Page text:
No content found


Making your own printed circuit board (PCB) might seem a daunting task, but once you master the steps, it’s easy to attain professional-looking results.

Printed circuit boards, which connect chips and other components, are what make almost all modern electronic devices possible. PCBs are made from sheets of fiberglass clad with copper, usually in multiple layers. Cut a computer motherboard in two, for instance, and you’ll often see five or more differently patterned layers. Making boards at home is relatively easy, but limited to one- or two-layer designs. Here’s how to create a one-layer board for a blinking LED circuit. For PCBs, this exercise is the equivalent of a beginner’s “Hello World” program in software.

PCB: Make vs. Buy

You can order custom PCBs through design houses, but they are expensive — and the per-unit cost is especially high for small batches. Also, when you change the design, a shop will typically take several days to turn it around. Since it’s normal for a board to go through several revisions, this adds up to a significant delay.

Advantage of PCBs
Circuitry built on custom boards is sturdier, more stable, and more compact than the same electronics strung together by hand. And since it takes less time to assemble, PCBs are also better for making multiples. They’re cheap and easy to prototype, and you can find a variety of templates and projects online.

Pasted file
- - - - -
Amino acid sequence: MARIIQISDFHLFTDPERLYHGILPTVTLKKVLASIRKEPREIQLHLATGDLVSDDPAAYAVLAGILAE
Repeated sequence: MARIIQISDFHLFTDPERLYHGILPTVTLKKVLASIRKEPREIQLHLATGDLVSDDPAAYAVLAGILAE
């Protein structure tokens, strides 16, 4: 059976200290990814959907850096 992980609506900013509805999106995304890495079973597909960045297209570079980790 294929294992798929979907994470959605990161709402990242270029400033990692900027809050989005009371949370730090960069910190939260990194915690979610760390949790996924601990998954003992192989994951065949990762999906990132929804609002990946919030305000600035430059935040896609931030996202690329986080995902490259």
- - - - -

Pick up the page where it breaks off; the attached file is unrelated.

• TIP: PCB design houses are well worth the price if you have a finished layout. But if your project is relatively simple, or the design is still evolving, then making your own PCB is the way to go.

Process Overview
We’ll design our printed circuit on the computer, as a plain black-and-white image. Black represents where we want the board to have copper connections between our circuit’s components, while the white background corresponds to areas of plain, non-conducting fiberglass. Then we’ll print the design onto special transparency film and iron it onto the copper side of a blank PCB (which starts out with copper completely covering one side). We peel the film back off, and the printed design remains on the copper. Next, the magic happens: when we bathe the board in an etching solution, copper dissolves away in the blank areas of our design, leaving conductive “traces” behind where we had drawn the circuit’s connections. After this, we prepare the board for soldering, then finally go to town with the components.


  • Techniks Press-n-Peel PCB transfer film—(20 sheets for $30),
  • Ammonium persulfate crystals—(1Kg for $20),
  • Black correction pen—(Lumocolor or fine-tip Sharpie)
  • PCB copper board—(9 x 12 x 0.062-inch, 1 oz., single-sided, $12),
  • Circuit components


  • Scouring pad—(do not use steel wool)
  • Photocopier or laser printer
  • Electric clothes iron
  • Hard wooden board
  • Large pot and plastic tray—for etching
  • High-speed drill and bits
  • Soldering materials
  • Perf board and wire (optional)—for prototyping

NOTE: Techniks Press-n-Peel transfer film is a reasonable compromise between ease-of-use and cost. You could mask a board for etching with just a permanent marker, but this would take a long time, and it would be extremely difficult to make the lines sharp and accurate enough.